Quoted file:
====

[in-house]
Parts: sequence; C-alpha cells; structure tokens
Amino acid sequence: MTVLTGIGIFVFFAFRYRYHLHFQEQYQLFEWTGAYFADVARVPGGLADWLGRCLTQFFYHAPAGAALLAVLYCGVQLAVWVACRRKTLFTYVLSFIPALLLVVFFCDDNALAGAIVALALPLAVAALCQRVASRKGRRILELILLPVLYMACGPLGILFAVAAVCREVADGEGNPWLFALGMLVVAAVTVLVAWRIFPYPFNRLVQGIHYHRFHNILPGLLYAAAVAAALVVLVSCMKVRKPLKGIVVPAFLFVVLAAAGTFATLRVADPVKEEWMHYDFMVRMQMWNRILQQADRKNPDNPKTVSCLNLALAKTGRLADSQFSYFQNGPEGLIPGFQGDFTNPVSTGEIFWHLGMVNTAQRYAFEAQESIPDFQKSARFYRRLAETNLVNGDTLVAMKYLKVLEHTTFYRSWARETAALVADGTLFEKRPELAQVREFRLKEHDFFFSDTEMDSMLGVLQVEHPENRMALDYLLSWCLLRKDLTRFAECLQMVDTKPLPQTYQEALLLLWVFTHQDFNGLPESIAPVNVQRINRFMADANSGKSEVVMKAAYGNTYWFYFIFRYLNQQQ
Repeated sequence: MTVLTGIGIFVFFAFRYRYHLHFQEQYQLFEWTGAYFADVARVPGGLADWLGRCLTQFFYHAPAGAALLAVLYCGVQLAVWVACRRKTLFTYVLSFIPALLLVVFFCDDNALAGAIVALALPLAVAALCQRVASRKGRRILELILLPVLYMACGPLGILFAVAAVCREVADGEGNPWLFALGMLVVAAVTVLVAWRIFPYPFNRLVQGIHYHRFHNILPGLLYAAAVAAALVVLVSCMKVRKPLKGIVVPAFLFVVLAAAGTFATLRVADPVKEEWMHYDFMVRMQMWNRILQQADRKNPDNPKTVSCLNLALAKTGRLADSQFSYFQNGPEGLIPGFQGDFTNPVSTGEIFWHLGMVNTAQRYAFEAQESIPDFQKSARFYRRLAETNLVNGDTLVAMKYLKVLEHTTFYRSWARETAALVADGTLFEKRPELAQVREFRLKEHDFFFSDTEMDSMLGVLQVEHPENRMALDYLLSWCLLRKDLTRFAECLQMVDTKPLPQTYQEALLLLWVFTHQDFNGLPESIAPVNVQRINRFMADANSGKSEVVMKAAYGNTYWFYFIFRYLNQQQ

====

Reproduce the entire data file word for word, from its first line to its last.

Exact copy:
[in-house]
Parts: sequence; C-alpha cells; structure tokens
Amino acid sequence: MTVLTGIGIFVFFAFRYRYHLHFQEQYQLFEWTGAYFADVARVPGGLADWLGRCLTQFFYHAPAGAALLAVLYCGVQLAVWVACRRKTLFTYVLSFIPALLLVVFFCDDNALAGAIVALALPLAVAALCQRVASRKGRRILELILLPVLYMACGPLGILFAVAAVCREVADGEGNPWLFALGMLVVAAVTVLVAWRIFPYPFNRLVQGIHYHRFHNILPGLLYAAAVAAALVVLVSCMKVRKPLKGIVVPAFLFVVLAAAGTFATLRVADPVKEEWMHYDFMVRMQMWNRILQQADRKNPDNPKTVSCLNLALAKTGRLADSQFSYFQNGPEGLIPGFQGDFTNPVSTGEIFWHLGMVNTAQRYAFEAQESIPDFQKSARFYRRLAETNLVNGDTLVAMKYLKVLEHTTFYRSWARETAALVADGTLFEKRPELAQVREFRLKEHDFFFSDTEMDSMLGVLQVEHPENRMALDYLLSWCLLRKDLTRFAECLQMVDTKPLPQTYQEALLLLWVFTHQDFNGLPESIAPVNVQRINRFMADANSGKSEVVMKAAYGNTYWFYFIFRYLNQQQ
Repeated sequence: MTVLTGIGIFVFFAFRYRYHLHFQEQYQLFEWTGAYFADVARVPGGLADWLGRCLTQFFYHAPAGAALLAVLYCGVQLAVWVACRRKTLFTYVLSFIPALLLVVFFCDDNALAGAIVALALPLAVAALCQRVASRKGRRILELILLPVLYMACGPLGILFAVAAVCREVADGEGNPWLFALGMLVVAAVTVLVAWRIFPYPFNRLVQGIHYHRFHNILPGLLYAAAVAAALVVLVSCMKVRKPLKGIVVPAFLFVVLAAAGTFATLRVADPVKEEWMHYDFMVRMQMWNRILQQADRKNPDNPKTVSCLNLALAKTGRLADSQFSYFQNGPEGLIPGFQGDFTNPVSTGEIFWHLGMVNTAQRYAFEAQESIPDFQKSARFYRRLAETNLVNGDTLVAMKYLKVLEHTTFYRSWARETAALVADGTLFEKRPELAQVREFRLKEHDFFFSDTEMDSMLGVLQVEHPENRMALDYLLSWCLLRKDLTRFAECLQMVDTKPLPQTYQEALLLLWVFTHQDFNGLPESIAPVNVQRINRFMADANSGKSEVVMKAAYGNTYWFYFIFRYLNQQQ